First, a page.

Human beings have been battling one another since time immemorial. But why war and terrorism? Why are men almost always the killers, and why are war and sex so inextricably linked? Why do we kill members of our own species intentionally, when few other animals do so?
Sex and War traces the cultural and biological evolution of warfare from its prehuman origins through to our own times. In the spirit of Guns, Germs, and Steel, Potts and Hayden pull together insights from history, archaeology, psychology and biology to produce a clarifying new understanding of human history and current events.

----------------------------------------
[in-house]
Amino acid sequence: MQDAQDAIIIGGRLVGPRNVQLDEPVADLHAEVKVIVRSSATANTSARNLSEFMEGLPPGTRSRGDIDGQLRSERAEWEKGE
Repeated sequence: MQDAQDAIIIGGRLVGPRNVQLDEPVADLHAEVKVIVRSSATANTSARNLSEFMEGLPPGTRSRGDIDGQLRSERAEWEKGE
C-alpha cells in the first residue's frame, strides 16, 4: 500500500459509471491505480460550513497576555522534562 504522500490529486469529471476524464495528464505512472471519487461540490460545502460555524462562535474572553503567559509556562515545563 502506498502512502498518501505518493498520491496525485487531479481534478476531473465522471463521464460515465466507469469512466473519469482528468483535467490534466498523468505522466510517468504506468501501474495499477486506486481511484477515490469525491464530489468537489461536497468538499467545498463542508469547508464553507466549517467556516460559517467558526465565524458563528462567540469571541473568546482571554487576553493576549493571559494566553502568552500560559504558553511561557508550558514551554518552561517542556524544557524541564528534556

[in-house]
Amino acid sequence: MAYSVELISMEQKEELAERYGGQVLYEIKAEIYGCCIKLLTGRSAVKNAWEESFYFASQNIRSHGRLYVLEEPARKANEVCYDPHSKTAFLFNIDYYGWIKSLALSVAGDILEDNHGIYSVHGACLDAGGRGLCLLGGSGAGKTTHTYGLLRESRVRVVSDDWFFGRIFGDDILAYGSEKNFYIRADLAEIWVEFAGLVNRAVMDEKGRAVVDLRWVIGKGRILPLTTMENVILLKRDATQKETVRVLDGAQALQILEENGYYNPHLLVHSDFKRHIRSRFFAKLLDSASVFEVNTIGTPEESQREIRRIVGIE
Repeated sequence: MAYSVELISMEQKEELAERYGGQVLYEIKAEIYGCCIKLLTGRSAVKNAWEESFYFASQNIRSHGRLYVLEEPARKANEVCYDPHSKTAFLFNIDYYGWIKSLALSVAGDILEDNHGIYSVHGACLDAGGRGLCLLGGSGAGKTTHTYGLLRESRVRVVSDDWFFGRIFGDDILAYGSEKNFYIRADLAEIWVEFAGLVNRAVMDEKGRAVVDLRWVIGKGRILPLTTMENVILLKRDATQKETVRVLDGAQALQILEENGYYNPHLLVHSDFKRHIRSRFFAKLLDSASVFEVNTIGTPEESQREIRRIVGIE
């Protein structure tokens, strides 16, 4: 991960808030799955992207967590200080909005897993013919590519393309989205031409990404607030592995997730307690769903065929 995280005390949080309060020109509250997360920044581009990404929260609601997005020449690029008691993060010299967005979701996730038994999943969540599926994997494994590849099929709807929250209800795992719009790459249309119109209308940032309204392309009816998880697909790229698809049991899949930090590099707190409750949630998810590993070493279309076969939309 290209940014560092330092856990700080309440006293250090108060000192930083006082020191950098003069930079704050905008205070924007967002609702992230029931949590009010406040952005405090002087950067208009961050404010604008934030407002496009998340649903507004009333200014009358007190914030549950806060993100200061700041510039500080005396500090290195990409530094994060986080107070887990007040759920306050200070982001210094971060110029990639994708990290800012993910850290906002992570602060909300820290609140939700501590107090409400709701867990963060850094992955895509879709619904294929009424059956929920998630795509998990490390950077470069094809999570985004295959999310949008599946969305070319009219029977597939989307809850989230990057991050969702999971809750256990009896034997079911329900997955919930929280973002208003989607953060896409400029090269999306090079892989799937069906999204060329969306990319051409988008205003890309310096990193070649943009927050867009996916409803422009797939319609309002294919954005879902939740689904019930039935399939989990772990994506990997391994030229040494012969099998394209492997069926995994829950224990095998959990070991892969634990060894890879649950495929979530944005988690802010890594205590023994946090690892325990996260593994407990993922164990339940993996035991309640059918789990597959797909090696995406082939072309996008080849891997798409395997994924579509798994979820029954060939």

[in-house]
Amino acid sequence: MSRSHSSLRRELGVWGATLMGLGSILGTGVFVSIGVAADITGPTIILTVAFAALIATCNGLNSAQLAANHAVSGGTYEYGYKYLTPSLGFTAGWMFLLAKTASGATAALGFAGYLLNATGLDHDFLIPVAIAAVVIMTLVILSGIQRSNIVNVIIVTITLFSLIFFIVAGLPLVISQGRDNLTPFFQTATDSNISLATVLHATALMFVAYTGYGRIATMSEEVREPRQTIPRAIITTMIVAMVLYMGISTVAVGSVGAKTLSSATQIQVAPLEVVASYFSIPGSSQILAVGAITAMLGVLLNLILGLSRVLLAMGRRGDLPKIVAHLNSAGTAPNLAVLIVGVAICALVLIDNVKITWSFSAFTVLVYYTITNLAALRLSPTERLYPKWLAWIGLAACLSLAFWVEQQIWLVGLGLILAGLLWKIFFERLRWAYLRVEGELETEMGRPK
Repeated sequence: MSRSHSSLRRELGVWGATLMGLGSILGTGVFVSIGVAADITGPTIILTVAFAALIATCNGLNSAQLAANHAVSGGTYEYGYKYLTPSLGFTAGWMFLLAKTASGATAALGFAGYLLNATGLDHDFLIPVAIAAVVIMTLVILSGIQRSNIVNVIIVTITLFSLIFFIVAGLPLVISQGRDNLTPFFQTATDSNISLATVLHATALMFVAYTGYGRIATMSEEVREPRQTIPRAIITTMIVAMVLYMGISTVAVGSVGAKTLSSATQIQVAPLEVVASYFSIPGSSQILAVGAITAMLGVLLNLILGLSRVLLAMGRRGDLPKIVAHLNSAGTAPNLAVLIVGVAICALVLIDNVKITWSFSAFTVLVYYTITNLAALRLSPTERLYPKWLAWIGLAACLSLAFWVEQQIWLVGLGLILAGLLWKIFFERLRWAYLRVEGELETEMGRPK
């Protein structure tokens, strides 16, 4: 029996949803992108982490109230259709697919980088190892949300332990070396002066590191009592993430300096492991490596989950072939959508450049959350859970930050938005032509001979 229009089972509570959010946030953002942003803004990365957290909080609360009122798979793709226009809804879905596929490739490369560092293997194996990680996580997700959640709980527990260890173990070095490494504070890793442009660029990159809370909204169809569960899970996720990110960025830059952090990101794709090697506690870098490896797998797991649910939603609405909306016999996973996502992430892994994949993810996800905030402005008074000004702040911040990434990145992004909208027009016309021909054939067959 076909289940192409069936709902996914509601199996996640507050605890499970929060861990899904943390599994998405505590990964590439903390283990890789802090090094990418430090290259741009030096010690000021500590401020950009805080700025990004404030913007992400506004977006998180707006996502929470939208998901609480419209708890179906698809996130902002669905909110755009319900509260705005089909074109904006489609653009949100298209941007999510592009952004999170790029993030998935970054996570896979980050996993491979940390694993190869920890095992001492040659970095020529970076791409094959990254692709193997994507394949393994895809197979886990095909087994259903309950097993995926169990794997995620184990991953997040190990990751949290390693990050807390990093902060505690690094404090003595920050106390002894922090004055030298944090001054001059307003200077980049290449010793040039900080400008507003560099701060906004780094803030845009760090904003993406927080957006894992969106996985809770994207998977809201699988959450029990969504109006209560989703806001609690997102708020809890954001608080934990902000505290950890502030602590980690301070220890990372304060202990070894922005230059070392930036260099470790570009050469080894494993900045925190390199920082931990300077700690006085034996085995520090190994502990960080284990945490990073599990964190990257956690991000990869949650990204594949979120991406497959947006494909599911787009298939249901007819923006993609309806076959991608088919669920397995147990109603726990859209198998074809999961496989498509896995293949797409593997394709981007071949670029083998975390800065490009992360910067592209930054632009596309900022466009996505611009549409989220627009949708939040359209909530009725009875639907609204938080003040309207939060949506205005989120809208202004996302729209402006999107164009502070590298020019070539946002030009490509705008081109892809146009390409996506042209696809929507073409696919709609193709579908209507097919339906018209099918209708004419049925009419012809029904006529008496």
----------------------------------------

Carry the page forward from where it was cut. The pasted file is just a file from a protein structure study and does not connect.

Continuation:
Combining exhaustive research and rich personal experience, Sex and War shows that war, terrorism, slavery, and the subjugation of women have common roots deep in our biological history. Evolution is not destiny, however, and the authors, with the crucial contributions of Martha Campbell, show how relatively simple strategies can help the biology of peace win out over the biology of war. In doing so, they lay out a rational roadmap to make war less likely in the future, and less brutal when it does occur.
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